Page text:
We’re celebrating Women’s History Month with a series highlighting the experiences of females in our company. Our first spotlight was by Hadas Tamir, Director of Customer Success. Stay tuned for the remainder of this 4-part series, with articles being published weekly throughout March.
I’ve been in the technology industry for a while now, starting in the Enterprise Resource Planning (ERP) world in 1997 as a Software Consultant for a local software company. I obtained various Microsoft and vendor certifications over the years to augment my knowledge to serve my customers better and partnered with a local software company to implement ERP systems around the world. In 2011, alongside my business partner, I sold my company and went to work for two national firms implementing ERP systems.
I stumbled into the Notary SaaS world in 2016 and have been with Notarize ever since. I have worked on the Notary Operations team as a notary and Team Lead and the Closing Operations team as part of their quality control efforts. I am now part of the Legal team as Director of Notary Compliance and Quality Control and work to ensure that transactions completed on the Notarize platform follow each state’s notarial laws and regulations and contribute to creating the ultimate notary and signer experience.
Being a woman in a male-dominated industry has been the most complex challenge I have faced in my professional life. While women certainly have the knowledge and talent to succeed, the "good ole boys" mentality has dominated for so long that women succeeding in leadership roles has demanded a shift in thinking from their male counterparts. Luckily, as time has passed, companies have evolved and become more progressive in how they view women and equality in the workplace. This shift has allowed women to enter into roles they never used to have the opportunity to fulfill.
We’re getting closer to being seen as “equals” in terms of knowledge and experience. For example, when I started years ago in the ERP world, I could quickly count how many woman-owned ERP firms there were. Now that number is continually increasing, I am thrilled to see that trend continue to grow.
As a woman, the tech industry can be challenging enough. But I’m also a woman of color in the tech industry. My experience as a minority has varied over my career. In both the ERP and notary worlds, many of my customer interactions have been remote, so the customer couldn’t always see the color of my skin. They would only have to go off of the knowledge and support I provided them over the phone or via email and accept it. On occasion, when I would finally meet a customer in person, some customers would be taken aback. Still, we would work together because my merit and actions before the meetings already had spoken for themselves. They were able to see that I had the knowledge and experience that superseded the color of my skin.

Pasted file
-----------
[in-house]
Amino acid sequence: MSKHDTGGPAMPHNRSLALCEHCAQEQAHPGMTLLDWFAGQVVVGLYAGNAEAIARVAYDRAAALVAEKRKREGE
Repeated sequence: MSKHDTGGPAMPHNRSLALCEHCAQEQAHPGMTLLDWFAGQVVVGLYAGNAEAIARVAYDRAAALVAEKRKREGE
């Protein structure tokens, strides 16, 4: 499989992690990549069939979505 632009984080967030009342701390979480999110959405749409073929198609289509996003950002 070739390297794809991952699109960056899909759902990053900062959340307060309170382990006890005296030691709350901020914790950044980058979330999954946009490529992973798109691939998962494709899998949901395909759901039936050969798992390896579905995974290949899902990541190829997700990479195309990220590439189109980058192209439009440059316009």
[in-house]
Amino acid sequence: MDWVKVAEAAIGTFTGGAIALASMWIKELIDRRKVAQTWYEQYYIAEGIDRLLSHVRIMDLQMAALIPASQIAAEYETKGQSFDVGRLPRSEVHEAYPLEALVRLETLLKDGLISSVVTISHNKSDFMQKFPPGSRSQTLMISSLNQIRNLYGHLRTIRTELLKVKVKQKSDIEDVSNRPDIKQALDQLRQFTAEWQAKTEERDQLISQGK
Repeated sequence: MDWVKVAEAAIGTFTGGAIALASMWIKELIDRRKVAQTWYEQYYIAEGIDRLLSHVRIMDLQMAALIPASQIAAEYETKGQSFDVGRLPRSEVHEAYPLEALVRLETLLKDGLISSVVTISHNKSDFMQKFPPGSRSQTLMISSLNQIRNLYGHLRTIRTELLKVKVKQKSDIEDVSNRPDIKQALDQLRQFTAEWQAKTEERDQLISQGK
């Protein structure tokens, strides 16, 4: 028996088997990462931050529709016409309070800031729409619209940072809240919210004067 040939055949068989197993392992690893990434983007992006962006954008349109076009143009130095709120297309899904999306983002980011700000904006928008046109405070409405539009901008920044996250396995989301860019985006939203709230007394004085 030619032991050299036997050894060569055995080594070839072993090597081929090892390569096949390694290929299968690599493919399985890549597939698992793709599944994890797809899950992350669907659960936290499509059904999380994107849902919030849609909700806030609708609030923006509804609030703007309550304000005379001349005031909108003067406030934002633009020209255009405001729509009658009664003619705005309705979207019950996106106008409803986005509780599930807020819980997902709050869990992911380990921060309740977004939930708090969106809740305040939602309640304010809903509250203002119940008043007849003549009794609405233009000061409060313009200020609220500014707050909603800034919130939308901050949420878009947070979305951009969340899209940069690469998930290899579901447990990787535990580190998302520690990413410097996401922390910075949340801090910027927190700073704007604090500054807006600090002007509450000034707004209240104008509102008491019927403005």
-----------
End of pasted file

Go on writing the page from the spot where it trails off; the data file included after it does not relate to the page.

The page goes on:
While there have been challenges breaking into a male-dominated industry and overcoming racial biases, the biggest struggle I’ve faced as a woman in the workplace has been balancing my children and my work. Now that my children are older (14 and 22), they don’t have as great of an impact on my career as those with younger children. However, if my kids get sick or forget their homework, things that are out of my control, I still have to handle it. Many meetings can’t be rescheduled, because I need to run a forgotten lunch to school.
It can be challenging to juggle the responsibilities that come with being a mother and the demands that come with working in a fast-paced industry. I think it’s common among working mothers to feel this way and having had these experiences, I’ve been able to empathize with women in the workplace who are in different phases of motherhood.
More than just women-owned tech businesses, we’re seeing more and more females fulfilling leadership positions in bigger tech companies. I have always worked in or for companies that have had female leaders, which I know is not the norm. I’ve been very fortunate to have great female mentors throughout my career who have exemplified how to be a leader in the workplace.
My first mentor was Judy Chase, Owner of Planning and Services Corporation, and my previous business partner. She was my holy grail when it came to a woman I’d want to emulate in the business world. She showed me that you needed to be a woman first, and everything else would follow after. She would say, “They’ll either accept that you know what you’re talking about or walk away, and all you can do is make sure you did your part.”
My current mentor and manager, Renee Hunter, General Counsel at Notarize, is another woman that has shown me how to be a leader. She has taught me that you will not always be right, but you must be fair, and sometimes you have to bend a little for the bigger picture.
Up to this point in my career, I have had many other mentors (both male and female) that have either shown me what I should strive to be as a leader, or what I never should do when leading.
I think all companies can improve with giving everyone a chance (regardless of gender, etc.). Many times women are qualified for the same role as a man, but the “typical role” of a woman clouds the decision-making process. Many employers consider family concerns and the stereotypical concerns of being a woman (we’ve all heard “women are too emotional”) when deciding who gets a role. Employers need to take a step back and make sure the decision is informed not on stereotypes or societal norms, but on the ultimate impact or improvement to the business.
And with that, my advice to women in the tech industry is Don't Stop! You will be knocked down and stepped on during your journey to your dreams. You can either accept what you are "given" or go after what you want.